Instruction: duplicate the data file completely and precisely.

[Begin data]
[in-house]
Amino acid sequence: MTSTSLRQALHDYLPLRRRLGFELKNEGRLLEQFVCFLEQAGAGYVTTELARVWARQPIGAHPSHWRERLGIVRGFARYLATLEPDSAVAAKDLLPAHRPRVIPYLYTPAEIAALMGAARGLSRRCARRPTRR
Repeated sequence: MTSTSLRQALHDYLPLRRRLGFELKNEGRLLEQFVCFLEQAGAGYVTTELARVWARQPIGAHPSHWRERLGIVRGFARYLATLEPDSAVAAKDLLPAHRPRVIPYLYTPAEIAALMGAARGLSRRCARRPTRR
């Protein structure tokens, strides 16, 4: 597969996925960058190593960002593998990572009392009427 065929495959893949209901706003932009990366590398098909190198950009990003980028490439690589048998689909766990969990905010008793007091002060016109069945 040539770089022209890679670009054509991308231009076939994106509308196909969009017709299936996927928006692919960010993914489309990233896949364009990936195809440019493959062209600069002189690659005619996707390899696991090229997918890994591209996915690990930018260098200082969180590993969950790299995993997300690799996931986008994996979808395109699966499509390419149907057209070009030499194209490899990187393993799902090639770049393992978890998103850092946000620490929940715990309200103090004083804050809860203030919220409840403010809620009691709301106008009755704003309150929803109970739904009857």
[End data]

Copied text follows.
[in-house]
Amino acid sequence: MTSTSLRQALHDYLPLRRRLGFELKNEGRLLEQFVCFLEQAGAGYVTTELARVWARQPIGAHPSHWRERLGIVRGFARYLATLEPDSAVAAKDLLPAHRPRVIPYLYTPAEIAALMGAARGLSRRCARRPTRR
Repeated sequence: MTSTSLRQALHDYLPLRRRLGFELKNEGRLLEQFVCFLEQAGAGYVTTELARVWARQPIGAHPSHWRERLGIVRGFARYLATLEPDSAVAAKDLLPAHRPRVIPYLYTPAEIAALMGAARGLSRRCARRPTRR
């Protein structure tokens, strides 16, 4: 597969996925960058190593960002593998990572009392009427 065929495959893949209901706003932009990366590398098909190198950009990003980028490439690589048998689909766990969990905010008793007091002060016109069945 040539770089022209890679670009054509991308231009076939994106509308196909969009017709299936996927928006692919960010993914489309990233896949364009990936195809440019493959062209600069002189690659005619996707390899696991090229997918890994591209996915690990930018260098200082969180590993969950790299995993997300690799996931986008994996979808395109699966499509390419149907057209070009030499194209490899990187393993799902090639770049393992978890998103850092946000620490929940715990309200103090004083804050809860203030919220409840403010809620009691709301106008009755704003309150929803109970739904009857």